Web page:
Project Architecture question

Dear all,

I am developing a JME3.2 project with usage of Physics.
I have implemented some architecture, and have questions if I should restructure the application:

I still did not implement Save/Load functionality
I still did not implement HUD Display and menu

This is how my classes are organized so far:


  • what would be the best way to update scenegraph class object if CollsionListener registered collision?
  • is overall architecture fine or you would recommend adjust it?

Thank you,

Through a control or AppState - probably a control.

Looks pretty ok but it really depends on how it works for you. If adding features is like pulling teeth you might want to reconsider your design. The only thing I’d suggest is that you might want to look into an ECS like @pspeed’s Zay-Es.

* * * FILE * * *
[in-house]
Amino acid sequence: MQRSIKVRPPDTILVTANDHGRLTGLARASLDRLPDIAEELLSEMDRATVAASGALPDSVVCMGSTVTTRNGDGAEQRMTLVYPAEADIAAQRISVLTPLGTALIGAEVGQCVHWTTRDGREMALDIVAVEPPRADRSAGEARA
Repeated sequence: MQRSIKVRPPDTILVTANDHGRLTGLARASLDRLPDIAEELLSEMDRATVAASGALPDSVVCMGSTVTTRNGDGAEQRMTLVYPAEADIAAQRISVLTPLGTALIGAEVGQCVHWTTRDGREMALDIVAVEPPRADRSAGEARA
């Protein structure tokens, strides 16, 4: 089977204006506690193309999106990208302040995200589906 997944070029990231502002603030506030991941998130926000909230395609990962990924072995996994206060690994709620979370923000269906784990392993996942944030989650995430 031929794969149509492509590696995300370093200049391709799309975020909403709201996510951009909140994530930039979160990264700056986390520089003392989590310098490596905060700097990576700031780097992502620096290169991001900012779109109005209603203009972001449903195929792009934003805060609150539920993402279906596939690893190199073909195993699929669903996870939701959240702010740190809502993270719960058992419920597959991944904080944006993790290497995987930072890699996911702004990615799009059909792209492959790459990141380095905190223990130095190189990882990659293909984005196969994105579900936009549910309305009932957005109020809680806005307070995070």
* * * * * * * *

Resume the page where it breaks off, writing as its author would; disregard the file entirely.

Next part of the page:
Now that I’m reading this… I probably should split my CollisionAppstate into several controls, because it looks like an eldritch abomination of EntityId and class casting… :sweat:

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Truthfully, any architecture based on treating Spatials as game objects is going to collapse under its own weight eventually. For the right sized game, you might finish it before that happens, though.


This is my code:

public class MyCollisionControl extends AbstractControl {

    private EntityData ed;
    private EntitySet entities;
    private ModelState modelState;
    private Dyn4jMEAppState dyn4jMEAppState;

    public MyCollisionControl (ModelState modelState, Dyn4jMEAppState dyn4j) {
        this.ed = FightAppState2.ed;
        entities = ed.getEntities(MyCollidable.class);
        this.modelState = modelState;
        this.dyn4jMEAppState = dyn4j;